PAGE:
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Thread: pine outdoor furniture finishing

  1. #1
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    pine outdoor furniture finishing

    Hi, I want to build a bunch of outdoor deck furniture out of pine but I want to have a darker tone in the color (similar to cedar). Any suggestions on what to use? I was thinking a dark toned laquer?

  2. #2
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    Hi Michael, Pine would not be my choice for outdoor furniture. Some folks use Pressure treated wood I would choose a hard wood my first choice would be white OAK. I know that pine is cheaper but will not hold up out doors.

    BTW Welcome
    "There’s a lot of work being done today that doesn’t have any soul in it. The technique may be the utmost perfection, yet it is lifeless. It doesn’t have a soul. I hope my furniture has a soul to it." - Sam Maloof
    The Pessimist complains about the wind; The Optimist expects it to change;The Realist adjusts the sails.~ William Arthur Ward

  3. #3
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    As Don said, in most parts of the U.S. pine furniture is almost temporary. Not a good choice. If you are determined to build it, use deck stain for colorant. Much better choice would be cedar or treated pine.
    "Folks is funny critters."

    Think for yourselves and let others enjoy the privilege to do so, too. ~Voltaire

  4. #4
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    Agree with Don on the wood choice.

    White (NOT RED!) oak and true mahogany (not Luaun) are both good outdoor woods, but are definitely pricier than pine.

    Pine doesn't weather well. Pressure treated pine works well, but is usually pretty rough, and it's usually wet, and needs to dry out for several months before you can stain or paint it.

    I wouldn't use lacquer for a finish, either. It wont hold up, on wood, outdoors. It'll craze and crack - and probably just peel off - after only a short while. A good quality Marine-Grade varnish is what you'll need. Epifanes is probably one of the best, but it sure is pricey! Minwax "Helmsman" spar urethane is readily available at Home Depot, etc., and will work well.

    Oh yeah, I see now that this was your first posting, so WELCOME ABOARD! We're a pretty helpful group overall, although you might not like all the advice we give...
    Jim D.
    Adapt...Improvise...Overcome!

    It seems to me that the whole premise of "Political Correctness," however well-intentioned it may be, runs the danger of uniform mediocrity becoming the norm.

  5. #5
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    If you are focusing on pine, I bet you haven't found a good lumber yard yet, and have been looking at one of the big box homes for unwanted, poorly dried, twisty wood. (Yes, I have a bias, based on years of trying).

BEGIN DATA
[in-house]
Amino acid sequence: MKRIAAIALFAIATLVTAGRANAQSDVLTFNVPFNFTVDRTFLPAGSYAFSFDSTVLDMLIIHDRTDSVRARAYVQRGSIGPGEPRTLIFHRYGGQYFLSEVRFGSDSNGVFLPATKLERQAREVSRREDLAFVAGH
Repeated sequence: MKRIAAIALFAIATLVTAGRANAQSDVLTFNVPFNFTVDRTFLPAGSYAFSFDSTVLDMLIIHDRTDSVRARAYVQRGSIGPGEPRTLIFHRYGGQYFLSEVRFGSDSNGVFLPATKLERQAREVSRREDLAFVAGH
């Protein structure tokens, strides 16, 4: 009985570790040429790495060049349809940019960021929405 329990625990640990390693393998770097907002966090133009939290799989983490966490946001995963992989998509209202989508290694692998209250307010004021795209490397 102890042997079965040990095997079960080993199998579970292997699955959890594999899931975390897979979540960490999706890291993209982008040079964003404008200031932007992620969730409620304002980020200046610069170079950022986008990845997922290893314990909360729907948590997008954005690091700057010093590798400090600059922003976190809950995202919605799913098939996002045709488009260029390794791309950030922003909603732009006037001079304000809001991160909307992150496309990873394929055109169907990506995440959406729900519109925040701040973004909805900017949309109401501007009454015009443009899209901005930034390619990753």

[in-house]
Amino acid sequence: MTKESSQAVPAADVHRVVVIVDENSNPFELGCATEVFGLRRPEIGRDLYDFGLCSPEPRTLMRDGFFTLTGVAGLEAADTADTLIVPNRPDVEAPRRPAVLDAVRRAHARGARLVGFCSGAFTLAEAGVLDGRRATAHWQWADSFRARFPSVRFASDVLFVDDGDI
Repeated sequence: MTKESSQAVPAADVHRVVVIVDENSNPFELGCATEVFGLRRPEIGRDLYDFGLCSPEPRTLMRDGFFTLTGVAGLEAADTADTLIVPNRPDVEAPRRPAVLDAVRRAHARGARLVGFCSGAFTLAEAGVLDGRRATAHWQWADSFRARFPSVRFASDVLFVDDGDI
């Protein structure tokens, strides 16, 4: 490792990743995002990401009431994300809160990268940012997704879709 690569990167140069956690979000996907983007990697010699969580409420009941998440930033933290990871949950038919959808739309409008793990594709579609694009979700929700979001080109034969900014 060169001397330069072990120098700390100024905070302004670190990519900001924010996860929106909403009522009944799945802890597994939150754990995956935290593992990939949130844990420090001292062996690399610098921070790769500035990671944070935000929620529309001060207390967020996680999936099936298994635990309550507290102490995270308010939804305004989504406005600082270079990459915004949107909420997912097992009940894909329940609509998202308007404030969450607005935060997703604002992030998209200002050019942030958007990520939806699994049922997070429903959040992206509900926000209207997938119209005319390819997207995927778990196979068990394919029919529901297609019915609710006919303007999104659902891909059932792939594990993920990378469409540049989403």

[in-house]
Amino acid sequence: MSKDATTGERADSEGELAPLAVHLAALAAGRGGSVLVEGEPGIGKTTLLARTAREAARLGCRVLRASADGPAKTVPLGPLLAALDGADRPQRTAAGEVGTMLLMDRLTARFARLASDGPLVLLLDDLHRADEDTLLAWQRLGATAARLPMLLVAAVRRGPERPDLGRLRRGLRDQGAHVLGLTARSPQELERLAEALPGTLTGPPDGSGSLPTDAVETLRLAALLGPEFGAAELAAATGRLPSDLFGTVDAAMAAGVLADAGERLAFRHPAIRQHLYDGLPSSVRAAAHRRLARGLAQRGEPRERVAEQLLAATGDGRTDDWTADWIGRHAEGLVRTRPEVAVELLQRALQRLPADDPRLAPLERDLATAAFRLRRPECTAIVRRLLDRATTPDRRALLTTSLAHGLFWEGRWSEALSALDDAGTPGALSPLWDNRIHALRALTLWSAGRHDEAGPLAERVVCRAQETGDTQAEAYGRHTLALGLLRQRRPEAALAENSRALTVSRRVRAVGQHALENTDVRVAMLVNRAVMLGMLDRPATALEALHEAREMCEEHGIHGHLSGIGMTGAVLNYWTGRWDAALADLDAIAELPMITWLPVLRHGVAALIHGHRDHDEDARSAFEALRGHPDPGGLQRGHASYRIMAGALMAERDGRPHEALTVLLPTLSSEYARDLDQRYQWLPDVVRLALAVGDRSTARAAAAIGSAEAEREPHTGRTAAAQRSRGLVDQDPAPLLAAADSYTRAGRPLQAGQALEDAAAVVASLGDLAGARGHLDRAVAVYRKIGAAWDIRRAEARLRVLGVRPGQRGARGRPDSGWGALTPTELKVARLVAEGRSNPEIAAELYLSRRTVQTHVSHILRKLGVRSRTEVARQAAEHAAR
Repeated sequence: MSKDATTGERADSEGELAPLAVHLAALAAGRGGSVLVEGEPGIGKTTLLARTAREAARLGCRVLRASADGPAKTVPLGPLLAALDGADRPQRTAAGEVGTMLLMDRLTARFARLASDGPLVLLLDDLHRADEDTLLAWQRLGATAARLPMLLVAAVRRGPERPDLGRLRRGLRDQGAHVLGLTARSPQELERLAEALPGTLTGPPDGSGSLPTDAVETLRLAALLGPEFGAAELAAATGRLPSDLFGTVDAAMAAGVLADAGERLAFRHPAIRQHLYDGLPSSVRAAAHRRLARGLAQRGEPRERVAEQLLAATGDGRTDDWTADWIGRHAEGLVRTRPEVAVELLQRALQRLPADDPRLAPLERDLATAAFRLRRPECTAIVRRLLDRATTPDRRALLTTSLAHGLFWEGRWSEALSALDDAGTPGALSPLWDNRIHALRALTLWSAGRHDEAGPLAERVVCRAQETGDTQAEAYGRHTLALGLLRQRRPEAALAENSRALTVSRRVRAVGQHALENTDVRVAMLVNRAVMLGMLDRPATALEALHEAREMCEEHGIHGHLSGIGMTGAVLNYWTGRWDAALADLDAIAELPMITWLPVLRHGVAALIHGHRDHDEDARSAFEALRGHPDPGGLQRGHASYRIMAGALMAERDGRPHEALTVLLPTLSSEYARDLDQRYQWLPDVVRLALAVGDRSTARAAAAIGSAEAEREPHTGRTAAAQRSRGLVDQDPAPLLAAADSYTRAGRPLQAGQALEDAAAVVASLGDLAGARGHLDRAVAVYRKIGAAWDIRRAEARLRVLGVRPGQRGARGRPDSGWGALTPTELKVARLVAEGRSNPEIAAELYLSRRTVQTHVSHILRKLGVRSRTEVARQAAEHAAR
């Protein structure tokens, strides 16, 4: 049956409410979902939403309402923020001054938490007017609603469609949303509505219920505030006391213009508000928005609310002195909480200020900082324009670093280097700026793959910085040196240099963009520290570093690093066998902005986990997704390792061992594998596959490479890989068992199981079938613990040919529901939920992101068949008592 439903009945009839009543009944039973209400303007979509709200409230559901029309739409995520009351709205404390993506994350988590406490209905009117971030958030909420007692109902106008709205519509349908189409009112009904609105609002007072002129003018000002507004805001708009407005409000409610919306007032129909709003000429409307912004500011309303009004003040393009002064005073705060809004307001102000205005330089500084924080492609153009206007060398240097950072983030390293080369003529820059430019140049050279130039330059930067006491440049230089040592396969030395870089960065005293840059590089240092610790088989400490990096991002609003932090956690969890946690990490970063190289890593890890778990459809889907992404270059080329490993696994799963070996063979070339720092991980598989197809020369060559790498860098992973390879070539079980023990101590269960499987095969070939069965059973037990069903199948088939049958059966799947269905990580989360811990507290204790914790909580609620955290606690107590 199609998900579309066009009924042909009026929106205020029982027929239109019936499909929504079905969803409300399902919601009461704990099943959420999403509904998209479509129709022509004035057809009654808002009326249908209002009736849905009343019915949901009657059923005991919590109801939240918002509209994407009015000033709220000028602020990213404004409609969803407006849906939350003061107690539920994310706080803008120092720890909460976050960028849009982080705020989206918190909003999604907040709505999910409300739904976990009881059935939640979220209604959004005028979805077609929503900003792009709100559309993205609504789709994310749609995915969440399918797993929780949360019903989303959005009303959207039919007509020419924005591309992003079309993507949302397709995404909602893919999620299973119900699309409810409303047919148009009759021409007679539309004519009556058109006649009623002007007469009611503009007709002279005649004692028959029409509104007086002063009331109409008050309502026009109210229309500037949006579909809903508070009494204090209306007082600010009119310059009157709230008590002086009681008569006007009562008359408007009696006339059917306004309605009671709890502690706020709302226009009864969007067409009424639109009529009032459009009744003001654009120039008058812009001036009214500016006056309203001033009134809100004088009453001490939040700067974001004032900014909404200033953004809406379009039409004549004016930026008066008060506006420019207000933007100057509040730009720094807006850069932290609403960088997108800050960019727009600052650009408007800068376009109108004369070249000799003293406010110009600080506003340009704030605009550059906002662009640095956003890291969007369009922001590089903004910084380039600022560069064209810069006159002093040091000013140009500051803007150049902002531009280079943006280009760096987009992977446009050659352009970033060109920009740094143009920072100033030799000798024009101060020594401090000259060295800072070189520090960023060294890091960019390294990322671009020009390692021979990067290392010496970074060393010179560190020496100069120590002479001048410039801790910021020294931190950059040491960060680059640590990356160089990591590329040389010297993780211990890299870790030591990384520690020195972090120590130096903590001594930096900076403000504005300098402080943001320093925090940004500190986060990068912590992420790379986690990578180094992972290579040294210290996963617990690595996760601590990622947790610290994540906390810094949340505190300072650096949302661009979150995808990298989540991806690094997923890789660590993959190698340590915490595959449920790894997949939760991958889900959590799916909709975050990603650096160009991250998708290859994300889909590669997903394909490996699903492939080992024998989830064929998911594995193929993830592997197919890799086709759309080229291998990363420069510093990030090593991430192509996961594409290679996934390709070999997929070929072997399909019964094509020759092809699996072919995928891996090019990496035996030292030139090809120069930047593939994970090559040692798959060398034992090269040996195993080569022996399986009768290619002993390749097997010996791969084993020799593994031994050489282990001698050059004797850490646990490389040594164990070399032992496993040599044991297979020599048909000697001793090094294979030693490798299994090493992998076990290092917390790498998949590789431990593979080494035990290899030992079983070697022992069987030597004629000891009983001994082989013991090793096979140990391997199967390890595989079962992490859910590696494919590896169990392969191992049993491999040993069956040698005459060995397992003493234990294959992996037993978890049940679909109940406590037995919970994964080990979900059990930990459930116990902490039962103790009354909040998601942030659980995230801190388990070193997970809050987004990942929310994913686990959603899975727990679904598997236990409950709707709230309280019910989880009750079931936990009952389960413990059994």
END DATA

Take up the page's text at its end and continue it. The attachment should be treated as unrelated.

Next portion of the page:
I suggest that you look for better wood. If you insist on using a borg, at least upgrade to cedar fencing and decking for your raw material. From a real lumber yard, my recommendation would be white oak (not red oak). Old growth cypress is great, but the new growth is not as good, but far better than pine. Or redwood. Or if you want 50 year furniture, and are ready to spend a lot of time building, try ipe. But not pine.

    Painted or stained outdoor furniture will need to be finished frequently - perhaps every year. Therefore you might want to focus on a wood that doesn't need to be finished at all - something that ages nicely without finish like cedar, redwood, teak, etc. The wood costs a little more up front, but when it lasts 10 times as long you will be glad.

    And Lacquer is an indoor finish. If you insist on finishing, use an exterior deck paint or a spar varnish, to have the flexibility to move with the weather.


    And Welcome to the forum
    Last edited by Charlie Plesums; 03-22-2012 at 10:24 PM.
    Charlie Plesums, Austin Texas
    (Retired early to become a custom furnituremaker)
    Lots of my free advice at www.solowoodworker.com

  6. #6
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    Welcome to the Family, Michael.

    You've already gotten some good advice. My first thought, based on what you said, was that if you want it to look like cedar, then build with cedar.
    Bill Arnold - Website - ShopCam
    Citizen of Texas residing in Georgia.
    Ignorance is only skin deep, but stupid goes all the way to the marrow!
    Live every day like it's your last, but don't forget to stop and smell the roses.

  7. #7
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    I built my first Muskoka chairs out of pine, finished with Behr deck stain, and they are still solid after five years or so. Subsequently I have used cedar, as it's not prohibitively expensive, and looks and holds up well.

  8. #8
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    Okay! Thanks everyone. You've all giving me some good advice before I go wood shopping. And thamks for welcoming me to the group!!

  9. #9
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    Not Pine of Noty Pine LOL
    I dream a lot. I do more painting when I'm not painting. It's in the subconscious.
    ::: Andrew Wyeth :::
    colonialrestorationstudio.com

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